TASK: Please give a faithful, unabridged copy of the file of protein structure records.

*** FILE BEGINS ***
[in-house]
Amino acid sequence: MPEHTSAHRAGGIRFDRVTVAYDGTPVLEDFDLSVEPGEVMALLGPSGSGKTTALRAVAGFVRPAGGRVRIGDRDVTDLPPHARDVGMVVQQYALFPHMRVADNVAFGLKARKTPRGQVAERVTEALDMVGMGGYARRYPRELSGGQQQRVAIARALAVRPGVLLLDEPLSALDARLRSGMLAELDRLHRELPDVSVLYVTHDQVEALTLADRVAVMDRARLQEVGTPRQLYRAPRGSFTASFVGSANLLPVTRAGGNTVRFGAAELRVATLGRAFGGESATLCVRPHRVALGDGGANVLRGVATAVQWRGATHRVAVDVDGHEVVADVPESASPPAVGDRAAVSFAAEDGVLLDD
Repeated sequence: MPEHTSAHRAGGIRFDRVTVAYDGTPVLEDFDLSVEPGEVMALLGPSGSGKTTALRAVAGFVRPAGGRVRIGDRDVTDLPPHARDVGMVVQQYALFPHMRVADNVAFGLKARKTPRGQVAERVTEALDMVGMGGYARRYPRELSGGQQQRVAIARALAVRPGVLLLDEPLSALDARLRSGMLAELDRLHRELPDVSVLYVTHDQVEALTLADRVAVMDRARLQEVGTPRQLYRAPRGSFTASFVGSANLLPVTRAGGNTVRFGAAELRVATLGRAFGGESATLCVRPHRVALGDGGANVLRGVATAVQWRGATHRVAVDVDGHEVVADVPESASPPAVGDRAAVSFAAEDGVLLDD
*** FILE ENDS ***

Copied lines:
[in-house]
Amino acid sequence: MPEHTSAHRAGGIRFDRVTVAYDGTPVLEDFDLSVEPGEVMALLGPSGSGKTTALRAVAGFVRPAGGRVRIGDRDVTDLPPHARDVGMVVQQYALFPHMRVADNVAFGLKARKTPRGQVAERVTEALDMVGMGGYARRYPRELSGGQQQRVAIARALAVRPGVLLLDEPLSALDARLRSGMLAELDRLHRELPDVSVLYVTHDQVEALTLADRVAVMDRARLQEVGTPRQLYRAPRGSFTASFVGSANLLPVTRAGGNTVRFGAAELRVATLGRAFGGESATLCVRPHRVALGDGGANVLRGVATAVQWRGATHRVAVDVDGHEVVADVPESASPPAVGDRAAVSFAAEDGVLLDD
Repeated sequence: MPEHTSAHRAGGIRFDRVTVAYDGTPVLEDFDLSVEPGEVMALLGPSGSGKTTALRAVAGFVRPAGGRVRIGDRDVTDLPPHARDVGMVVQQYALFPHMRVADNVAFGLKARKTPRGQVAERVTEALDMVGMGGYARRYPRELSGGQQQRVAIARALAVRPGVLLLDEPLSALDARLRSGMLAELDRLHRELPDVSVLYVTHDQVEALTLADRVAVMDRARLQEVGTPRQLYRAPRGSFTASFVGSANLLPVTRAGGNTVRFGAAELRVATLGRAFGGESATLCVRPHRVALGDGGANVLRGVATAVQWRGATHRVAVDVDGHEVVADVPESASPPAVGDRAAVSFAAEDGVLLDD